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Given linearly independent vectors A1 ... Am , How do you show that when small enough d is added to (A1)1, they still maintain linear independence? It seems intuitive, but I can't figure out what to do after comparing two sets of vectors. I'd appreciate if someone can give me some hints. Thanks!

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Robert's answer is correct but caution is advised if you want to implement it in a computer program. If the vectors are orthogonal then there is no problem. However if two vectors are almost parallel then they might not be able to tolerate a change that you think is small. – tst Nov 8 '12 at 22:49
How small? If matrix $M$ is invertible and $\|B - M\| < 1/\|M^{-1}\|$ where $\|\cdot\|$ is a (Banach algebra) matrix norm, then $B$ is invertible. – Robert Israel Nov 9 '12 at 2:48
up vote 4 down vote accepted

Suppose these vectors are in ${\mathbb R}^n$ or ${\mathbb C}^n$. If they are linearly independent, there is a certain $m \times m$ matrix that is invertible. The determinant is a continuous function on $m \times m$ matrices.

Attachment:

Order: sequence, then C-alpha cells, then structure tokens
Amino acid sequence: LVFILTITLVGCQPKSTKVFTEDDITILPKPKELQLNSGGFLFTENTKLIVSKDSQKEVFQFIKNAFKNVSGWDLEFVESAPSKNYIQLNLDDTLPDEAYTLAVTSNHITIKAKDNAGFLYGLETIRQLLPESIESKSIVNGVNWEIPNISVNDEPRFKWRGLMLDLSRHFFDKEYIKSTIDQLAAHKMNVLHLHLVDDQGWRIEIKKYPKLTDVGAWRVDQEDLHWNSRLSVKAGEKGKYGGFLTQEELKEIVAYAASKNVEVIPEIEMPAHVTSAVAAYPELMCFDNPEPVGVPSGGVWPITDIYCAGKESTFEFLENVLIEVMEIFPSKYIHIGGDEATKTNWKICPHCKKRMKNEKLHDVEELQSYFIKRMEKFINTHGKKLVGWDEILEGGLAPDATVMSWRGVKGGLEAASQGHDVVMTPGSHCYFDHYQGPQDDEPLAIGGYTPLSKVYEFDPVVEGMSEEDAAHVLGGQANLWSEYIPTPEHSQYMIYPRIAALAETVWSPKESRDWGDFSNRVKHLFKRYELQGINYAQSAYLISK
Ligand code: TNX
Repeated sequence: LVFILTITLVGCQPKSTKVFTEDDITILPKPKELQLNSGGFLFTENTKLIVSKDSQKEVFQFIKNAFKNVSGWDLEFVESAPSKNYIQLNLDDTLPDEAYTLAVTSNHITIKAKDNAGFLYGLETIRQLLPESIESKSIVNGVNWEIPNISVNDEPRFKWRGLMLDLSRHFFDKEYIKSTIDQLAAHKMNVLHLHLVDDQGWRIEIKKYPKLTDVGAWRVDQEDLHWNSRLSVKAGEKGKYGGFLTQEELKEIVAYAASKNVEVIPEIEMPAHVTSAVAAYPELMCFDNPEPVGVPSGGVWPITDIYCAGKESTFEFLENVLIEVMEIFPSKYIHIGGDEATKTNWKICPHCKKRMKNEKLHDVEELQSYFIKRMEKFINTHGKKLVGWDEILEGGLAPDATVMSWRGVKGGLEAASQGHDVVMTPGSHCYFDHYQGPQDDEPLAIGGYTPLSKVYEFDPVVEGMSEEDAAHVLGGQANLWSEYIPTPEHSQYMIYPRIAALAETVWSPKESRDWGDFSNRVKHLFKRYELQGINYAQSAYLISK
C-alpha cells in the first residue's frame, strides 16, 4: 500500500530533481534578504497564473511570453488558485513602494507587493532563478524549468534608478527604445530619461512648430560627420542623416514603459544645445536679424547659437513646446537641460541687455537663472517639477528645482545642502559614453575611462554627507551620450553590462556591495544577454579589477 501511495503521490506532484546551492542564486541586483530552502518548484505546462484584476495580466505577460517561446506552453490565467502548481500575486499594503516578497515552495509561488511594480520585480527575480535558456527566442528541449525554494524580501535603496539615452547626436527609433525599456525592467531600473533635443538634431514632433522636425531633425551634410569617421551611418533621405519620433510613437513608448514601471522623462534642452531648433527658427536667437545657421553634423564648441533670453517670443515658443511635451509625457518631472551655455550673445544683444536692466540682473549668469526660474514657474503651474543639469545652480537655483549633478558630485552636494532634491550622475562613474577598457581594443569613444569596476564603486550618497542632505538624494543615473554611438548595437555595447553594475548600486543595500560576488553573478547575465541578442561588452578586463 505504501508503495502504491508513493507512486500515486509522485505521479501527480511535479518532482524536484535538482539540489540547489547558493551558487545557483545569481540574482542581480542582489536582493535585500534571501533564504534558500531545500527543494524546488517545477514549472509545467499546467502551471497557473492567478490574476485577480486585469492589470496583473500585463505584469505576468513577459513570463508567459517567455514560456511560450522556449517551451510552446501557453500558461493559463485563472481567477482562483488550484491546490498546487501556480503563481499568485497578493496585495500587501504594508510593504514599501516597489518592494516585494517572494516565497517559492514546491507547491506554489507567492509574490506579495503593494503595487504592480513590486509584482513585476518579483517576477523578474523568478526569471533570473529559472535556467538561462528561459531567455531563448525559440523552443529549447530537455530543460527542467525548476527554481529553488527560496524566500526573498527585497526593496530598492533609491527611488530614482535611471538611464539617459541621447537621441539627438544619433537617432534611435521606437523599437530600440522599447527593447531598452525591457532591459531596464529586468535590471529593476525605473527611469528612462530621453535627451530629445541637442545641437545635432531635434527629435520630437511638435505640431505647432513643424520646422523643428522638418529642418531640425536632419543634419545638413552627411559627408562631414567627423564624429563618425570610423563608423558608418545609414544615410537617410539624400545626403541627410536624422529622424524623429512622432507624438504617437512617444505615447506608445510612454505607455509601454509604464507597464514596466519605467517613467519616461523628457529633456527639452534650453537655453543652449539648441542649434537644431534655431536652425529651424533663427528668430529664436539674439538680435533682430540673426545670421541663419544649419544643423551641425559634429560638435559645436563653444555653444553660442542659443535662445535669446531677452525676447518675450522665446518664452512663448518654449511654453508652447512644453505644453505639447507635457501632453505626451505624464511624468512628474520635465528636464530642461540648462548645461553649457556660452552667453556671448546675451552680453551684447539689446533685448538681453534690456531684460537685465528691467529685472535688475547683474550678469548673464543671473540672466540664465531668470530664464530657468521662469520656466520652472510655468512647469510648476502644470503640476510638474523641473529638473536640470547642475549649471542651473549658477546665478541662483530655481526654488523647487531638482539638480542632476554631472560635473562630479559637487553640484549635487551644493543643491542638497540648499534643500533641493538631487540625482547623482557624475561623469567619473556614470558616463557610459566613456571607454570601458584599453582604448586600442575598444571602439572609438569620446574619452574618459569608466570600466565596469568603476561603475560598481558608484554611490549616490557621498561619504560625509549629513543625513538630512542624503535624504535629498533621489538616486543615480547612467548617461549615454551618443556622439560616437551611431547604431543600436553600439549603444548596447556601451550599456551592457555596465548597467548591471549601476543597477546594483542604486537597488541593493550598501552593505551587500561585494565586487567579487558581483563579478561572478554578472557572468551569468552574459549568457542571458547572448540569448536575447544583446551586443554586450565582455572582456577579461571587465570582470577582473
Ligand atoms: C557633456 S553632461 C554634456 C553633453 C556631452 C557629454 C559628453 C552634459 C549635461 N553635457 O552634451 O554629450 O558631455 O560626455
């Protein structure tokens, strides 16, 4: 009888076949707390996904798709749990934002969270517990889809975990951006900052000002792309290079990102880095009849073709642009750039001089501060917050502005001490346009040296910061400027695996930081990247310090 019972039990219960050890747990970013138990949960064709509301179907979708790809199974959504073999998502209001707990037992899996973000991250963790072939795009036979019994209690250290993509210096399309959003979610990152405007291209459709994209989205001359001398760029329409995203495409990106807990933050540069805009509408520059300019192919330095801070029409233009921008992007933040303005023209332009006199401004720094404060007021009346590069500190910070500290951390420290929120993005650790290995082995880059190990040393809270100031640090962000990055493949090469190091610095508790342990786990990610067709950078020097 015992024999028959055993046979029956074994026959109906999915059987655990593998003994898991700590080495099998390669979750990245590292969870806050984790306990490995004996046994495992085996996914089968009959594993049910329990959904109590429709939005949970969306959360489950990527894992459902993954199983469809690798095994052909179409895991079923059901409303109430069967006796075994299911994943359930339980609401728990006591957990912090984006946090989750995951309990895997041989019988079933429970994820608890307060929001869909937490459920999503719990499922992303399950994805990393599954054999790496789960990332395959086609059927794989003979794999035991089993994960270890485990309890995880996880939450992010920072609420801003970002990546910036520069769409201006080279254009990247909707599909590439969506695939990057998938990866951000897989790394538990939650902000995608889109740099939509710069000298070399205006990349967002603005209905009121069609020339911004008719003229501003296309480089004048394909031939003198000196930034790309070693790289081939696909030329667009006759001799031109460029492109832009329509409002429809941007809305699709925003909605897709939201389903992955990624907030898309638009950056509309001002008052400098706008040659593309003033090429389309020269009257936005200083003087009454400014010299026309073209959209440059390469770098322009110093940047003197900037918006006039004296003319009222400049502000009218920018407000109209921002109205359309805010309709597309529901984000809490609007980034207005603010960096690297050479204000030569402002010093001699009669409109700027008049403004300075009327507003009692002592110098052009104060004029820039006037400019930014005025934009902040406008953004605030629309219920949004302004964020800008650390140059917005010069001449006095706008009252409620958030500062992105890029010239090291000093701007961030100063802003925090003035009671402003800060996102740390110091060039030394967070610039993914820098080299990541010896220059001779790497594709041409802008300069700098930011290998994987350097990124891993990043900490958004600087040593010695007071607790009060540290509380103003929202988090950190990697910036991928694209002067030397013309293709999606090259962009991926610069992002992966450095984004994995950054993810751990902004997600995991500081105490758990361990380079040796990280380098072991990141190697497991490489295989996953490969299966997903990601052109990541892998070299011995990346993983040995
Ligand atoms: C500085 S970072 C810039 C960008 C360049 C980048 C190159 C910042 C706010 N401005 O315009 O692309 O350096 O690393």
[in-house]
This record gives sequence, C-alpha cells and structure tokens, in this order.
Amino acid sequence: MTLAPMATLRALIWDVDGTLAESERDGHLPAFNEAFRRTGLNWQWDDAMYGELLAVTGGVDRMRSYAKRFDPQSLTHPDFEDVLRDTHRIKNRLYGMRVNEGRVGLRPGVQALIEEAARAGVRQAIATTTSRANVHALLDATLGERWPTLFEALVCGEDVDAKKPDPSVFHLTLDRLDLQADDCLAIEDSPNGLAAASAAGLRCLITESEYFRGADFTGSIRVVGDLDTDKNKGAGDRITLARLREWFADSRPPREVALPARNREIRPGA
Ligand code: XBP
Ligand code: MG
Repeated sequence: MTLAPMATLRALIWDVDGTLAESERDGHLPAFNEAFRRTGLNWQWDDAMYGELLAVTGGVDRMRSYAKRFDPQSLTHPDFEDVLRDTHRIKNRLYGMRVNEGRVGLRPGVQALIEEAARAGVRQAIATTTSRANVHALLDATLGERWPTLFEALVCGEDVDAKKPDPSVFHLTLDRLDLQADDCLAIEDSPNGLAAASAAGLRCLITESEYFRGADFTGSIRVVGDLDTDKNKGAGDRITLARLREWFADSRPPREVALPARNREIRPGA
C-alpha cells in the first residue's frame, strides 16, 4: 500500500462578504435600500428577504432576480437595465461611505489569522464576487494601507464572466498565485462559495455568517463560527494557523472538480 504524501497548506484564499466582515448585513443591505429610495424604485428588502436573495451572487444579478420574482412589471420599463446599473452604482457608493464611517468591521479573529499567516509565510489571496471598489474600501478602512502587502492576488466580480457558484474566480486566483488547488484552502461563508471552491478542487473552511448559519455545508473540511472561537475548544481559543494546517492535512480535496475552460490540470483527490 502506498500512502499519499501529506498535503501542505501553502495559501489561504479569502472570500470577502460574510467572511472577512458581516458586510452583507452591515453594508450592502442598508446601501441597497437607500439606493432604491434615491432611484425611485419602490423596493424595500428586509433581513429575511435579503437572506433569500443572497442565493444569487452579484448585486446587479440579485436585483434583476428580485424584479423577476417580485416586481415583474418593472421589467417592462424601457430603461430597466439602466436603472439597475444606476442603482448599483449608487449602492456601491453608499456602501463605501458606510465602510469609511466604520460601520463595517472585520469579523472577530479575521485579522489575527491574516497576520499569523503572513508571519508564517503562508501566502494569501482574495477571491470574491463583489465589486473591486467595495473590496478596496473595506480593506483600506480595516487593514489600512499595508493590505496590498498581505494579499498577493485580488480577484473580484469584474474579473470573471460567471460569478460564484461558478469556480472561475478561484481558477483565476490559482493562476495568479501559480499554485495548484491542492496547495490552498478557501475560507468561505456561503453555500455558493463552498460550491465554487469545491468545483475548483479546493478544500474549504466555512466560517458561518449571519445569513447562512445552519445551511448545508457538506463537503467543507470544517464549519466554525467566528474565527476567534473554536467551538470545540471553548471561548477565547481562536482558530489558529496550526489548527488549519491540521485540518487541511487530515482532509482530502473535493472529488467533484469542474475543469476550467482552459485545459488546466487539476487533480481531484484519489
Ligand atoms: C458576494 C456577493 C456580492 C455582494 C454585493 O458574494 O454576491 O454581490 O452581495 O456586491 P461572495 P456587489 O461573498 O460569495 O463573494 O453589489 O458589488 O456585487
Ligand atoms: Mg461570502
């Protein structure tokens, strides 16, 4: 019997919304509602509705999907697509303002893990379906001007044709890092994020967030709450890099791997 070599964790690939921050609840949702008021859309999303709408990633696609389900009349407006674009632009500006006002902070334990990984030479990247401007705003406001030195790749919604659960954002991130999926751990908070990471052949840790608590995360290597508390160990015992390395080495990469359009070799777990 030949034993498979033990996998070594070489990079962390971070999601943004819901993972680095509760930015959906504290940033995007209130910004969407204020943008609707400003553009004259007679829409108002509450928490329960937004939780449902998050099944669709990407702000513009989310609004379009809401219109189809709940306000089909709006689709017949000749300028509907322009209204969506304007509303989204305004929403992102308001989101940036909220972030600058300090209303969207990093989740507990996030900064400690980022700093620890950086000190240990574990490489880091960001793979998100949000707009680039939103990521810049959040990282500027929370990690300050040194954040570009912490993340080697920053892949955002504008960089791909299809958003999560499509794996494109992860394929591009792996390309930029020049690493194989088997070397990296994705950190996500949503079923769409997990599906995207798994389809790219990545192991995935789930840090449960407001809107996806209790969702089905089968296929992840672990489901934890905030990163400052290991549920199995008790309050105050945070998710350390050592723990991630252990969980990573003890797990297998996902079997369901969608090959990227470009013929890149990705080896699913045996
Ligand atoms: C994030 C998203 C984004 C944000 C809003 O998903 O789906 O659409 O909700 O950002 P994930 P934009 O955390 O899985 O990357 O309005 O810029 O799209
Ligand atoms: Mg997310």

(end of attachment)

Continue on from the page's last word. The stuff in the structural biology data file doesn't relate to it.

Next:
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How do we show that the entries of this matrix are continuous on the entries of $A_1$? – pedrosorio Nov 8 '12 at 22:52
Can you explain how the continuity of determinant works with setting d to be small? – lee Nov 8 '12 at 23:00
@lee the determinant is a continuous function of the entries of your matrix. This means that for "small enough" perturbations to the entries of your matrix (in particular, to those corresponding to $A_1$) the determinant will remain close enough to its original value which is different from 0, and thus your vectors remain linearly independent. – pedrosorio Nov 8 '12 at 23:04
I get it now. Thanks a lot. – lee Nov 8 '12 at 23:09

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